Friday, 28 September 2018

More Ryanair strike woes as more than 250 flights are cancelled.

Ryanair has cancelled around 250 flights today as cabin crews in Germany, Belgium, Portugal, the Netherlands, Spain and Italy, as well as pilots in Germany, began a 24-hour walkout early this morning.

The Irish low-fare-high-fee carrier had initially cancelled 150 flights because of what it calls 'an unnecessary strike' by a 'tiny minority of cabin crew', then was forced to cancel around another 100 flights during Thursday after German pilots confirmed they would join the protests.

Between 35,000 and 40,000 people have been affected by the strike according to different sources, while the carrier says that more than 90% of its flights are running normally.

The industrial action is about terms, conditions and pay, one of the major disputes is the dubious way Ryanair employing a large proportion of its staff on Irish contracts, under Irish law, which unions say inconveniences staff and impedes them from accessing local social security benefits, as well as insisting on staff having Irish bank accounts. 

Hans Elsen, from Belgium’s LBC-NVK union, said that even though Ryanair’s chief executive Michael O’ Leary has said he offered unions what they wanted, LBC-NVK never got it on paper and cannot take what he says in the media as an offer.  LBC-NVK represents approximately 90 cabin crew and pilots in Brussels.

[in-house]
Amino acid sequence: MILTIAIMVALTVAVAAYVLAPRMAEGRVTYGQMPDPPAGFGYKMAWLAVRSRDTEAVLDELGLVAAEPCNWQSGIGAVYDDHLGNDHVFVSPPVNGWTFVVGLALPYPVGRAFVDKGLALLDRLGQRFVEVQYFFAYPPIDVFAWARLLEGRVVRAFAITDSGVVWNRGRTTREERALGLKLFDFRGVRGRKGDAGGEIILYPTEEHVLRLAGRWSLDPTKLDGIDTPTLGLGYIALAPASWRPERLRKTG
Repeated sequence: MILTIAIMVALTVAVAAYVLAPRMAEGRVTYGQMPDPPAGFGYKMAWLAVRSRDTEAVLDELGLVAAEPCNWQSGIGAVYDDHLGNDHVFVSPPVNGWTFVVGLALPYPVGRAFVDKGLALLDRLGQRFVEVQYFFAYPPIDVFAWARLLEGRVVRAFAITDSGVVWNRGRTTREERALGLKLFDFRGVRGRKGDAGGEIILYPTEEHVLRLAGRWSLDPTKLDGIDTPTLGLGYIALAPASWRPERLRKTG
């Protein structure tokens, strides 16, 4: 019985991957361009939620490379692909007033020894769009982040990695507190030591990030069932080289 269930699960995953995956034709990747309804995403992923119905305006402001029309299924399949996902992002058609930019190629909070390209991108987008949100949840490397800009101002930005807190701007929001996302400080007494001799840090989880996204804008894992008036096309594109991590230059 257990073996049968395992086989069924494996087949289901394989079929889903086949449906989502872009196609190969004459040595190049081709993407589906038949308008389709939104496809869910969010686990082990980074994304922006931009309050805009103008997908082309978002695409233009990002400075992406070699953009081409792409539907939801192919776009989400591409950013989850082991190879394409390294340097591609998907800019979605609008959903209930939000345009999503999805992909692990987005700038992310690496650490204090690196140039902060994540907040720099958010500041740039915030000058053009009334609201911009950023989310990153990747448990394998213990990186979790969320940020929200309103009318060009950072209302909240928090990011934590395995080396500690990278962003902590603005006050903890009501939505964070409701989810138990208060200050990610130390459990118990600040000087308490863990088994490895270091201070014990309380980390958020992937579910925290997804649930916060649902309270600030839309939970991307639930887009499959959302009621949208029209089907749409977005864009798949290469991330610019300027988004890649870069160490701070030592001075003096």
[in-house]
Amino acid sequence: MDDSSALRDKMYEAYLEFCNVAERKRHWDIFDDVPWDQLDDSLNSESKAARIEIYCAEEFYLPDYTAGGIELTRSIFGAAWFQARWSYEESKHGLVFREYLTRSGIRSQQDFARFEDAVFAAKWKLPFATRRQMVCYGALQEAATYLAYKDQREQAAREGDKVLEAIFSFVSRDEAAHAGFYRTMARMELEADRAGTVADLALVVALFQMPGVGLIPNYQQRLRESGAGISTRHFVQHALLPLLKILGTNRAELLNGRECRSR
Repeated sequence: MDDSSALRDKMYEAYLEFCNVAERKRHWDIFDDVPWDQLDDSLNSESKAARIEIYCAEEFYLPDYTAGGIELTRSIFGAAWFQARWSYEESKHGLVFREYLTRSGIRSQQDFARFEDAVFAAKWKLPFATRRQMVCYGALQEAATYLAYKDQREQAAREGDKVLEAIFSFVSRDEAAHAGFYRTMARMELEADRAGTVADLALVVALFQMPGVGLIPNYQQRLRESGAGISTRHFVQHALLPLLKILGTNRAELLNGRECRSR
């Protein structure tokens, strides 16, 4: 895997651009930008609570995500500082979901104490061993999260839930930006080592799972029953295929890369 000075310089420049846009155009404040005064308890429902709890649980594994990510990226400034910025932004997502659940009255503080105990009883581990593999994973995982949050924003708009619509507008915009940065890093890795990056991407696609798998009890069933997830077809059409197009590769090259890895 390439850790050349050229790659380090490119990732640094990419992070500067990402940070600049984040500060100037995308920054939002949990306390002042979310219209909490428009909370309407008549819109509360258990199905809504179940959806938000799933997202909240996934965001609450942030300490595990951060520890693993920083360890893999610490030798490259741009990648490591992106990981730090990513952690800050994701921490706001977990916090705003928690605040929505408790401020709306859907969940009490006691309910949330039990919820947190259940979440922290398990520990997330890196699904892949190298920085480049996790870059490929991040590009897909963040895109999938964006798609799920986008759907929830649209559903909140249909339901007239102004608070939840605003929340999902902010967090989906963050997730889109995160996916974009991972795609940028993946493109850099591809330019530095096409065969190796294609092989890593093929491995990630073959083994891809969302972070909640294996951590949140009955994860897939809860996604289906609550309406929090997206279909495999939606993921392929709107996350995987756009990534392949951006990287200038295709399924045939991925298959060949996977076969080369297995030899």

Vereinigung Cockpit (VC) the German union promised more industrial action if their demands were not met, “If need be, there will be further strikes. We have no other solution. We want the company to change,” union representatives Ingolf Schumacher told Reuters news agency. 

In a recent statement, the European Commission has told the Irish based carrier that employees should have contracts in the countries where they live rather than back in Ireland, or where planes are registered. The Social Affairs Commissioner Marianne Thyssen told Ryanair's bullish and aggressive boss Michael O'Leary  "Respecting EU law is not something over which workers should have to negotiate, nor is it something which can be done differently from country to country," confirming that EU rules on employment of cabin crew and flight deck crew were based on where workers left in the morning and returned in the evening - and not where aircraft were registered.

(Photo Ryanair)